Other clues, such as weather affects it, time of day, etc sometimes will help. Also i have towers/beam antennas for 2m and 440 that i can often find the general direction.

I too got to having trouble getting the rfi experts to just show up and of course the noise would be absent. Taking off work to meet them, etc got to be a pain. There had to be a better way. My neighborhood is 60's and old utility poles all about. The first round they found about 12 sources. Since i often locate with the methods above.

Also, I have an ANC-4 which, if used properly can work wonders. Yes its a pain to tune, you have to have good sense antennas, and some noise it does not help. But it can be a game changer when it comes to the occasional pop up noise.

And finally ive taken up field operating QRP gear in the parks. Nothing like the clear noiseless background of hf like being in a park :-)



73
Chuck
AF4O

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WB6BYU
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Posts: 18463




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« Reply #11 on: November 10, 2010, 10:14:20 PM »

I think Dan already covered the basics.  On HF about the best you can do is a loop, which works well
enough when you are searching for a point source, but it is impossible to track a null with the signal
radiating from hundreds of feet of wire.  In that case the best you can do using a portable HF receiver
is probably walk (or drive) along the wires to see where the signal is strongest.  Do this on the highest
HF frequency where you can hear the noise, as it dissipates faster with distance.

Then, as you get closer, move up into VHF where you can get a more accurate bearing with a yagi or
other beam antenna  - it is easier to find a peak instead of a null.  I happen to have a number of good
VHF DF receivers (including the VK3YNG) but the VR-500 with a 3-element yagi is quite sufficient for
at least confirming the right pole.  (It gets more confusing when the source is leaks in a cable TV system
and there are at least 18 of them on every block.)  Again, any VHF AM receiver can be pressed into
service - a ham rig with aircraft band receive should work with an appropriate antenna.  (If you know
someone in CAP or Search and Rescue, see if they have access to an ELT DF receiver, though you may
want to build an extra beam antenna for it.)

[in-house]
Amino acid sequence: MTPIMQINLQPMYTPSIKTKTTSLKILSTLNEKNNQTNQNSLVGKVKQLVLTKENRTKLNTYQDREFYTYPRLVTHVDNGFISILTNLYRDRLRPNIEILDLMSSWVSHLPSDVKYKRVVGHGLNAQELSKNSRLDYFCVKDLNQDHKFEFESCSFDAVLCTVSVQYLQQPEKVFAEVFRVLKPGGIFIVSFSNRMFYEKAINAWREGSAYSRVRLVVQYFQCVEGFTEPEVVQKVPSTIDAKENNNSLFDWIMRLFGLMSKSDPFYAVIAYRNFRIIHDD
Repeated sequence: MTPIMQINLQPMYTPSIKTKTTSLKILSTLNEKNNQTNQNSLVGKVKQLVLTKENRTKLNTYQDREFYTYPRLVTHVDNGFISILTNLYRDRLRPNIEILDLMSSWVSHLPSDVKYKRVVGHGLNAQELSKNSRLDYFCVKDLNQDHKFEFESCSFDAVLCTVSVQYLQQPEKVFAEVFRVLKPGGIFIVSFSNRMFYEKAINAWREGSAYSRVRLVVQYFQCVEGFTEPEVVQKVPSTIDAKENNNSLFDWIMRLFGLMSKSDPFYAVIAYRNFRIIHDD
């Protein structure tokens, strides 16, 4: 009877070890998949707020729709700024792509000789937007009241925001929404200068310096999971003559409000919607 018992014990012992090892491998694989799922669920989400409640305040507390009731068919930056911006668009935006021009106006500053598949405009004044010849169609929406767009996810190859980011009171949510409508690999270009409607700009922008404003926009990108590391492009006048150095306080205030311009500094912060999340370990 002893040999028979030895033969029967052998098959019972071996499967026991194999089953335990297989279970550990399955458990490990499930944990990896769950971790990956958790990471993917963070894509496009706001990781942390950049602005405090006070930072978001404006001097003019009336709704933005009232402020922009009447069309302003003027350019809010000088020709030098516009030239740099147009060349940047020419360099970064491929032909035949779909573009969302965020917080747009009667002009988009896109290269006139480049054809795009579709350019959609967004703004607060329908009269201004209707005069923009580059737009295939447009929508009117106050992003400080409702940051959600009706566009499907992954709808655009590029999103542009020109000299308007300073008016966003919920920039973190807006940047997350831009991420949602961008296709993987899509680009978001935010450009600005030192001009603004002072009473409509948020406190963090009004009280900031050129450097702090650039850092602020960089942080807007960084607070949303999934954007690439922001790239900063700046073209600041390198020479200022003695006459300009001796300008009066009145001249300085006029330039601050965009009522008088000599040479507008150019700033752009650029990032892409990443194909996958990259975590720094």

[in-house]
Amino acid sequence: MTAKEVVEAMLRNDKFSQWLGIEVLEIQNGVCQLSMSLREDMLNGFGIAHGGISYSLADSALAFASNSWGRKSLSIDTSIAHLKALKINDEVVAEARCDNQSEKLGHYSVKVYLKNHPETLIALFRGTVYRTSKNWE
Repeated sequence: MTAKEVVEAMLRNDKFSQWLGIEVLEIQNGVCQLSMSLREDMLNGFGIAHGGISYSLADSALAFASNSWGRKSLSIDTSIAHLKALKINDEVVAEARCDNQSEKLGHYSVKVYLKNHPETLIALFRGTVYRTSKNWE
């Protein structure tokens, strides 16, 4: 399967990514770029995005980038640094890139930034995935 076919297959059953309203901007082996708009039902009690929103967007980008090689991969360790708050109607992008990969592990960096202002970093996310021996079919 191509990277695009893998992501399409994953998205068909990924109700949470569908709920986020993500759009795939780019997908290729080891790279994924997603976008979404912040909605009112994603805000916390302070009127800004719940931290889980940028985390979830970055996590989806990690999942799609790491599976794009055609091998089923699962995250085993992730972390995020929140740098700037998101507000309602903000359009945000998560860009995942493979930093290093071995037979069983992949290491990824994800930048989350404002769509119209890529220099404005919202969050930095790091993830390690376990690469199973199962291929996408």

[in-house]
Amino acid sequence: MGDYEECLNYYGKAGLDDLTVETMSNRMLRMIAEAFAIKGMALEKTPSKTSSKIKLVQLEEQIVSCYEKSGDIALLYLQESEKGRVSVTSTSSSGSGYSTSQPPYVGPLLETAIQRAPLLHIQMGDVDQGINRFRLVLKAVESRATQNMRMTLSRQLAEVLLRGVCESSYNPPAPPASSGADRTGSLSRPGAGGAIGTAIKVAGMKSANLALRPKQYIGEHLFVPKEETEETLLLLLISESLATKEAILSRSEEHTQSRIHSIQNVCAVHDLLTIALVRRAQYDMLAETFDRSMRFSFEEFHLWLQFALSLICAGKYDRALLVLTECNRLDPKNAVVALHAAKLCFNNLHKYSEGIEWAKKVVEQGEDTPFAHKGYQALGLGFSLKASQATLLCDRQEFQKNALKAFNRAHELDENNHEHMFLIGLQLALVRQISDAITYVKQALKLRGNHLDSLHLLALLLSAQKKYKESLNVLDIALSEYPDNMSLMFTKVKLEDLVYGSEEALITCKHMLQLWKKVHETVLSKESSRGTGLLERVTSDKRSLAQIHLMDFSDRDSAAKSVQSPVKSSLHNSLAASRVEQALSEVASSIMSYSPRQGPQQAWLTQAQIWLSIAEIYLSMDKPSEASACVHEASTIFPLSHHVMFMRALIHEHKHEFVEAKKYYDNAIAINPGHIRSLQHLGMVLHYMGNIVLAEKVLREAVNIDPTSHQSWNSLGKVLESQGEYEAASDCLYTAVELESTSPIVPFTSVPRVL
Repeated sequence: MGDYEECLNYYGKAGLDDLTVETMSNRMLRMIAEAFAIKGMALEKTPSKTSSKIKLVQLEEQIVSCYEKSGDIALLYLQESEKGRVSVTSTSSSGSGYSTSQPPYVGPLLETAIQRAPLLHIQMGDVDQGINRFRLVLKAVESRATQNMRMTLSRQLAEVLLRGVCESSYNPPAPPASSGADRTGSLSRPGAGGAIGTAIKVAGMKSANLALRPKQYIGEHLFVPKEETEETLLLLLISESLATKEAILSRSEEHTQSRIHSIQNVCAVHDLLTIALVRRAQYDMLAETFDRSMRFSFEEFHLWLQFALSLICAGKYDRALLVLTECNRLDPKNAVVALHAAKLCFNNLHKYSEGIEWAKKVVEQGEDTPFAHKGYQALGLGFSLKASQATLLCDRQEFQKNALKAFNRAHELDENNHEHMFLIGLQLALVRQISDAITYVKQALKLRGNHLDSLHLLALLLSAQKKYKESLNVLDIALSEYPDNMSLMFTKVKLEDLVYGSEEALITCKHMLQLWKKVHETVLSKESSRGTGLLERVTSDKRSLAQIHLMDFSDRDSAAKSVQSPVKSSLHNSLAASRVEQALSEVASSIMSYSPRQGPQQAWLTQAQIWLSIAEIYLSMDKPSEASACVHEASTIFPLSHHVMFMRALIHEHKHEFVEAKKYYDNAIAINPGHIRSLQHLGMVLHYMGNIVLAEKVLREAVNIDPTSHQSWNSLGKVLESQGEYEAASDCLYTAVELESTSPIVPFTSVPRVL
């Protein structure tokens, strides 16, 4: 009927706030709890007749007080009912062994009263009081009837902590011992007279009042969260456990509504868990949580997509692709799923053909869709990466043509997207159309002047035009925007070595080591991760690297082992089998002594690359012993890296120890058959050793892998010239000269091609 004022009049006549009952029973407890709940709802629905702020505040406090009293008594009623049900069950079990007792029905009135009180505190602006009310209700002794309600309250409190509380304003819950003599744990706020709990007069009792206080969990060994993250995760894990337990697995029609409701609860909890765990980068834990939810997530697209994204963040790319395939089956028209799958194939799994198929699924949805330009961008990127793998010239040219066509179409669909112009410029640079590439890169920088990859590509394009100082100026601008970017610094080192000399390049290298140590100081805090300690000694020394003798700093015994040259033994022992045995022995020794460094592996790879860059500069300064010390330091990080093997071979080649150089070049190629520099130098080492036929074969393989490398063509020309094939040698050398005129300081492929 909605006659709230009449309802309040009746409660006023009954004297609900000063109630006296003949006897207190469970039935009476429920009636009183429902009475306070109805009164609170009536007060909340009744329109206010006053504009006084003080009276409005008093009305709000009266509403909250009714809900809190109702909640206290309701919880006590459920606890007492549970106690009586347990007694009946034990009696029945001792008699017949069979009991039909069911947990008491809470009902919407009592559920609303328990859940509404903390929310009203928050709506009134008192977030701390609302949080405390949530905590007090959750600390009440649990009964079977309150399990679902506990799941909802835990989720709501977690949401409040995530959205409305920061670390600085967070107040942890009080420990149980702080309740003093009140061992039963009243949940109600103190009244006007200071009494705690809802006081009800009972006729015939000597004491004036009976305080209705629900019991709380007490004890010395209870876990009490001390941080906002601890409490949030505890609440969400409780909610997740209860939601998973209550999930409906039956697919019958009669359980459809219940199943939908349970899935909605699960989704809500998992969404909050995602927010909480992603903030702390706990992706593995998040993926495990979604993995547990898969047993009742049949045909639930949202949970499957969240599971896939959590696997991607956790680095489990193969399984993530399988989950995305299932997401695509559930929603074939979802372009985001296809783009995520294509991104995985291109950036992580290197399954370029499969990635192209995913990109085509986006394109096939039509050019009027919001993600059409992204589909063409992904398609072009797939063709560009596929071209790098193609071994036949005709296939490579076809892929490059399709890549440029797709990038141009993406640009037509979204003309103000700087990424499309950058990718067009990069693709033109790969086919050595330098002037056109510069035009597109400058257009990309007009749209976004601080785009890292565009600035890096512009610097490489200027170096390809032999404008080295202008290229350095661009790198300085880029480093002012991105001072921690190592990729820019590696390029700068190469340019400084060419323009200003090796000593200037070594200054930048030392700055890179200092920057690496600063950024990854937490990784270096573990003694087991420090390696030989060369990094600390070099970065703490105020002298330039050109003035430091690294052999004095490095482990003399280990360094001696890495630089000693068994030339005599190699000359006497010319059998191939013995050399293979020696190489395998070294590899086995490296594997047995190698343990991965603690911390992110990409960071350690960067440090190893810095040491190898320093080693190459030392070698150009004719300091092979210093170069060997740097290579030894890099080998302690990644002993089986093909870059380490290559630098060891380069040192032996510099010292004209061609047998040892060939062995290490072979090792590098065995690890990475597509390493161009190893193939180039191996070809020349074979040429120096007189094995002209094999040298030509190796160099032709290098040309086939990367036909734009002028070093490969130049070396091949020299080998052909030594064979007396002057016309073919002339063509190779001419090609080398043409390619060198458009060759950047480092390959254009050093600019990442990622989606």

VHF/UHF antennas are simple to build - I use the WA5VJD "Cheap Yagi" designs described here:

http://www.wa5vjb.com/yagi-pdf/cheapyagi.pdf

I've modified them for other bands from 121.5 MHz to 732 MHz and they are very easy and inexpensive
to build.

I can provide details of a tuned HF loop if you want to try that - mine tuned something like 6 to 20 MHz,
so not quite  the 4 : 1 range that Dan achieved, but again it is just a wood framework with a few turns of
wire on it and a way to couple it to a receiver.  Oh, and a tuning capacitor.  You can connect it to your
home rig and tell by the background noise when it is tuned to frequency.

Good luck!
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K7AAT
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Posts: 38




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« Reply #12 on: November 14, 2010, 10:56:17 AM »


  There is a rather inexpensive ultra-sound device with small parabolic dish available for tracking down such power pole issues you describe as cracked insulator and hardware arcing.  They advertise occasionally either in QST or CW magazine.   

  Or you could build your own:  http://www.arrl.org/power-line

  or     http://www.midnightscience.com/ultrasonics.html

  or     http://www.exergia.info/books/analog_nonlinear/hanson.pdf

  Ed   K7AAT

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ZENKI
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Posts: 1636




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« Reply #13 on: December 04, 2010, 02:27:36 AM »

Just use a Icom R20 or Degen shortwave receiver with a small loop no more than 0.5 meters. Try and find a old Empire loop on epay.
The nulls on this loop make easy work of  finding noise in your house. This small 0.5 meter loop with a 20 db advanced receiver research preamp attached to the car roof with a magnetic mount makes driving around the neighborhood finding noise very easy. You can make one
just follow the loop balance rules on W8JI's web page.

The MFJ power line yagi when used with a IPOD AAA battery  amplifier makes finding noise inside the house. Yes, the yagi is big but it hears everything that causes noise and if you dont live in a dog box you can point the yagi in the house.

Make small sniffer probes that attaches  to your HF radio. I like using my K2.
http://www.emcesd.com/tt2008/tt050408.htm This link shows you how to make these sniffer probes, I have several different sizes. A small
enamel wire quad of about 2 inches per side attached to my K2 find any noise right down to the part on the PCB!

The audio amp with telephone pickup in the ARRL handbook is also a must have for finding  and showing your neighbours what the noise sounds like. Its also a good tool for your own house.

Good luck, once you start you become obsessed about hunting down every weird noise in your receiver.

Whatever you do  never move next door to a railway line, even in the countryside. The Westinghouse modern signal systems use a form of BPL that jams the HF bands. Even big companies like these ignore EMC laws.





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K4FH
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« Reply #14 on: December 27, 2010, 09:30:29 AM »

I think one problem might be Christmas lights.  I get a lot of "bacon frying" this time of year but it seems to go away after people take down the decorations.